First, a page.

Dönitz was sentenced to ten years in Spandau prison and released in 1956. During his prison term, he still believed he was rightfully head of the German state.
3. Konstantin von Neurath
Neurath was the foreign minister of the Reich from 1932 to 1938 before Hitler replaced him with one more committed to the Nazi agenda. Later, as Protector of Bohemia and Moravia, Neurath oversaw the suppression of Czech resistance and the execution of students. These details were included in his trial at Nuremberg where he was charged with several counts including war crimes and crimes against humanity.
Arguing that his successor in the office of foreign affairs was far more culpable, Neurath was sentenced to 15 years in Spandau prison, instead of life in prison or death, and was released in 1954 because of failing health. He died two years later. Being a very diplomatic man, he got along with all his fellow inmates better than most.
4. Walther Funk
The former Reich Minister of Economics and head of the Reichsbank was sentenced to life in prison at the Nuremberg trials for, among other things, overseeing the theft of property from Jews in Germany. This even extended to the taking of eyeglasses, rings, and gold teeth from those held in the concentration camps.
Funk was released from Spandau prison in 1957 due to poor health and died three years later.
5. Baldur von Schirach
Schirach was convicted for crimes against humanity at Nuremberg for his part in deporting Jews to concentration camps while Reich Governor of Vienna. He was also the head of the Hitler Youth, but was acquitted on the charge of crimes against humanity related to that. He was sentenced to 20 years and released from Spandau prison in 1966 at the end of his term.
He was one of two Nazi officials at the Nuremberg trials to denounce Hitler he also claimed he didn’t know about the extermination camps.
6. Albert Speer
Speer was one of the most ambitious and high-profile Nazis held in Spandau. Hitler’s infamous architect, he also honed the German war machine to its maximum production (which included the use of slave labor) and oversaw the removal of many Jewish families from Berlin.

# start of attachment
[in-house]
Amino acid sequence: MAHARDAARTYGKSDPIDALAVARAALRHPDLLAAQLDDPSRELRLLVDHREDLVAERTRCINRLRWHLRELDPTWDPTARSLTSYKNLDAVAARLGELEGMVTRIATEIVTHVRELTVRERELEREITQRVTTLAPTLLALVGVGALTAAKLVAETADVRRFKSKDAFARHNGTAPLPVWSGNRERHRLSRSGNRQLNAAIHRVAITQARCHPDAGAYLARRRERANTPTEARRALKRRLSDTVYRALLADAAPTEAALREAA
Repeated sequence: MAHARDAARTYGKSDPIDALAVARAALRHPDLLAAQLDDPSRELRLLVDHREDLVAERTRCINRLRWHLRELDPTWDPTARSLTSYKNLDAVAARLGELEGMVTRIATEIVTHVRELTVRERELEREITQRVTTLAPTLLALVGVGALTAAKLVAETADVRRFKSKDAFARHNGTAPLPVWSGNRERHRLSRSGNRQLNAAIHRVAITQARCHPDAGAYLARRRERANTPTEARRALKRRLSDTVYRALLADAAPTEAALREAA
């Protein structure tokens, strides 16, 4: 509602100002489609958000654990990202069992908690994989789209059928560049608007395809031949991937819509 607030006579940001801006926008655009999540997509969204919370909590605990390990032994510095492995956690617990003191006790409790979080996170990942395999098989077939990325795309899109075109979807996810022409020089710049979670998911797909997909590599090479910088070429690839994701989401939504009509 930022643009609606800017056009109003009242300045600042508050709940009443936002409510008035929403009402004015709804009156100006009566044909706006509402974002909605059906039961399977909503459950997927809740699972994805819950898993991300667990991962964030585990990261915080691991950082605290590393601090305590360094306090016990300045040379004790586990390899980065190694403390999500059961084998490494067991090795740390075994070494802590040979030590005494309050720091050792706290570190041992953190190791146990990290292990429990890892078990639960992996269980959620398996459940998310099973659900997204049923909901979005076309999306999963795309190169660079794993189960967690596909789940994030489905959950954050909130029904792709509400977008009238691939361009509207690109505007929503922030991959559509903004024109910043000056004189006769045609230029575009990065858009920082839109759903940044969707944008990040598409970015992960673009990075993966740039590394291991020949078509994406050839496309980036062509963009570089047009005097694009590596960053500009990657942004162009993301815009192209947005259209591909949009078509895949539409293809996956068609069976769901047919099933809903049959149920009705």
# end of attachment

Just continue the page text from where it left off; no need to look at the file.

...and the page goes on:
However, though convicted of war crimes and crimes against humanity, Speer was sentenced to just 20 years, gaining sympathy as the top Nazi to denounce Hitler and his false claim that he knew nothing of the exterminations.
Speer wrote prolifically in Spandau prison, producing a memoir and a book of secret diary entries from his time there. In his 20 years (released in 1966) he also tended the prison garden with his love of design and planning.
7. Rudolf Hess
Hitler’s Deputy Minister was sentenced to life in prison for crimes against peace and conspiracy to commit crimes. He had been in captivity for several years already, however, after an unauthorized flight to Scotland when he hoped to negotiate a peace with Britain in 1941 and the British arrested him, instead.
Hess was the most detested inmate by his fellow prisoners, besides Speer who often cared for the paranoid hypochondriac. Hess constantly complained of various illnesses and pain. He refused to do “demeaning” work, like weeding the garden. He also refused visits from his family until 1969.
After the release of Speer and Schirach in 1966, Hess was the sole inmate in Spandau until his suicide in 1987. Spandau Prison was then destroyed to prevent it from becoming a neo-Nazi shrine.
Colin Fraser for War History Online